Tracking system needed – Gordon
SEN. Richard Gordon asked the Commission on Elections to come up with “a tracking system” to ensure the orderly transport of voting machines.
He said that the tracking system would complement the use of cargo forwarders to deliver the machines to all polling precincts.
“We have to assure the people that the machines, which have already been tested, will be delivered to a certain polling place at a particular time,” said Gordon, author of RA 9369 or the amended Automated Elections System Law.
Delivery of the machines, called precinct count optical scans, was committed by the consortium of Smartmatic International Corp. and Total Information Management Technology Inc. in its contract signed with the Comelec.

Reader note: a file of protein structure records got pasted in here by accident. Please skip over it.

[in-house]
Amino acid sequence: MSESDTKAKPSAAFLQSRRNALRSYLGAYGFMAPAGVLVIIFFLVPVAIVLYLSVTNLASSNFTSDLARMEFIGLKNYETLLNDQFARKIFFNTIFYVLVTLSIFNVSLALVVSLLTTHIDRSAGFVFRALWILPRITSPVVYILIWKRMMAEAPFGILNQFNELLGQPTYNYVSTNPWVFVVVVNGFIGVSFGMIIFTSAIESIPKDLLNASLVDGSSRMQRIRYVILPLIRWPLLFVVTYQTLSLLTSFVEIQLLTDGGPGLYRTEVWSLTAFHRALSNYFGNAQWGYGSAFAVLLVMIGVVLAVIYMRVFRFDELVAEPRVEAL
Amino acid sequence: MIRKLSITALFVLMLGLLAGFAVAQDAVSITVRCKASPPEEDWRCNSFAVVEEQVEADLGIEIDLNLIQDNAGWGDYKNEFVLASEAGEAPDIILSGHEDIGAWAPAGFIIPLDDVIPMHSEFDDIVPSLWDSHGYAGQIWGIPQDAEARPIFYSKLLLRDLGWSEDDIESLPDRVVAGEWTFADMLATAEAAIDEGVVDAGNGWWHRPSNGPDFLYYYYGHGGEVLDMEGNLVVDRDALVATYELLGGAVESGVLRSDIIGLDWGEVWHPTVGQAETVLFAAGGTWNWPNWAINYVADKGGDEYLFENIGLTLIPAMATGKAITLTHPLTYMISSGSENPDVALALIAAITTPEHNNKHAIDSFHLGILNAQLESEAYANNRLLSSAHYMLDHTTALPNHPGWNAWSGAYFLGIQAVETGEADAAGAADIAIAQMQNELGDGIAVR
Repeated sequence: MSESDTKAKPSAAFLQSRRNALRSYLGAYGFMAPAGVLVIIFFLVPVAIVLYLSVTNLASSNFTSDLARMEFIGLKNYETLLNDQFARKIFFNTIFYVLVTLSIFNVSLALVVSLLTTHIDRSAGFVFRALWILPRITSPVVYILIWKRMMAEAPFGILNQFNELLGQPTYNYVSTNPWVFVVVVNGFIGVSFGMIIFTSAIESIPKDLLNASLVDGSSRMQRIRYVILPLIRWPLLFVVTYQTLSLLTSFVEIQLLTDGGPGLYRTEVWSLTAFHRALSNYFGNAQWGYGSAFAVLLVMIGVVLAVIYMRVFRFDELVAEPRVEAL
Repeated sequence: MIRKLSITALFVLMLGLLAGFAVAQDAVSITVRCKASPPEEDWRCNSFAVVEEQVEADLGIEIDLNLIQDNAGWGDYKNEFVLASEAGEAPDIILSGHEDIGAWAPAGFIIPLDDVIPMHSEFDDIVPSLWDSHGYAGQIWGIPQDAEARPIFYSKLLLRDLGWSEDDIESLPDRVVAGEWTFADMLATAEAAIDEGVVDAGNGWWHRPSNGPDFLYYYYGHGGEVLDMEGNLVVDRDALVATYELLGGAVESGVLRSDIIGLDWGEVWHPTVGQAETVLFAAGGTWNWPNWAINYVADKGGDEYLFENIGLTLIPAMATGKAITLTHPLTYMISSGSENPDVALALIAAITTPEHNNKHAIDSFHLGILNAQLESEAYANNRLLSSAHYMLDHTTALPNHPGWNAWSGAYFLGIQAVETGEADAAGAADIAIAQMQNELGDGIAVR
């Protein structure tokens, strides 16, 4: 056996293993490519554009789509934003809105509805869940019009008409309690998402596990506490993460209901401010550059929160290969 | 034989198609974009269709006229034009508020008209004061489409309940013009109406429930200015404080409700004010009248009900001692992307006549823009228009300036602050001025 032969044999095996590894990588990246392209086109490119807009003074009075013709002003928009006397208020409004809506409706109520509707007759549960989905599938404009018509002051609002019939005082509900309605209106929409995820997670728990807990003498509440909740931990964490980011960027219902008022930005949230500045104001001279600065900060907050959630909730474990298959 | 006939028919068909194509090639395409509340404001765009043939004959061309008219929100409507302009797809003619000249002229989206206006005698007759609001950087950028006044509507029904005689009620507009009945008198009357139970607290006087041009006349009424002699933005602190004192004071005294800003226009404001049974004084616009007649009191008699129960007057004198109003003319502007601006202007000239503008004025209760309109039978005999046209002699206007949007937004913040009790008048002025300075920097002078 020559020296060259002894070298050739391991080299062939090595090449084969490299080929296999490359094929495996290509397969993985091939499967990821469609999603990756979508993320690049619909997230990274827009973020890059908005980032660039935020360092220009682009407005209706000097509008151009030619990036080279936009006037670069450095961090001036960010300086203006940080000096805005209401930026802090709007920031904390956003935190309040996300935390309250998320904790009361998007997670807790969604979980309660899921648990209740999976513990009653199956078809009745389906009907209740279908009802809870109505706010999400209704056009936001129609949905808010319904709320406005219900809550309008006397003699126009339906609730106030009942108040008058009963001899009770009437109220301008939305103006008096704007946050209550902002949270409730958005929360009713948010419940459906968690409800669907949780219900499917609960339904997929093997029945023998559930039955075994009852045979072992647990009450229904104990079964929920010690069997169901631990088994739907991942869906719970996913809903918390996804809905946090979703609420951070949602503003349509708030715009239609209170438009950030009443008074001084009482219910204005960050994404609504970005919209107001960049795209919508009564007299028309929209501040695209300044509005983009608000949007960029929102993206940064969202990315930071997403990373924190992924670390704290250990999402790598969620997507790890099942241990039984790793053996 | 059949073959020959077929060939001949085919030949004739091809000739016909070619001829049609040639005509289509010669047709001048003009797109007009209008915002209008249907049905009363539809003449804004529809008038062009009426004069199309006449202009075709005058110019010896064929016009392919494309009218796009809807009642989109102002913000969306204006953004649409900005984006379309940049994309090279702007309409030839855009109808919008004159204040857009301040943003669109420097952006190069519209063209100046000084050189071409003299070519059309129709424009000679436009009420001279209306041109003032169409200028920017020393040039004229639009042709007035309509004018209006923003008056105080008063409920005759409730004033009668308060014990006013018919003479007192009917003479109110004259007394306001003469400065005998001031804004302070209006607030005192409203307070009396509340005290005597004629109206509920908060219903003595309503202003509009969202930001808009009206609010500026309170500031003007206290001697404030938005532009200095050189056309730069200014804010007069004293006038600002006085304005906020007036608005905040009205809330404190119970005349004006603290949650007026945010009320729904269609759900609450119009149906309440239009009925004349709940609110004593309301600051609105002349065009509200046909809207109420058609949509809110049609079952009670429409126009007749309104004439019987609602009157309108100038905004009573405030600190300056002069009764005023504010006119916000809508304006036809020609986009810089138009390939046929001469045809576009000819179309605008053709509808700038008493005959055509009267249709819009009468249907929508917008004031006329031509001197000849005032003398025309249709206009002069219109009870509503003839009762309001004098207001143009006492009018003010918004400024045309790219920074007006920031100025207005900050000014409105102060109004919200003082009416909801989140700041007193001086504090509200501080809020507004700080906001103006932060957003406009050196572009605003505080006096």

The consortium earlier said that instead of one, it would tap a number of cargo forwarders to speed up the transport of the machines to polling centers nationwide.
Gordon favored the tapping of the services of a number of forwarders, saying it would foster competition and prompt efficient shipment of the machines.
“Since there will be several forwarders instead of just one, they would now compete in the sense that each one will give its best shot by delivering fast and efficiently. They would not want to be criticized and told that the others were better,” he said.
However, Gordon said that the Comelec should know where these machines are at any given time. “That is why, there should be a tracking system. If you can have GPS (global positioning system), that would be better,” he said. By: Bernadette E. Tamayo - Journal Online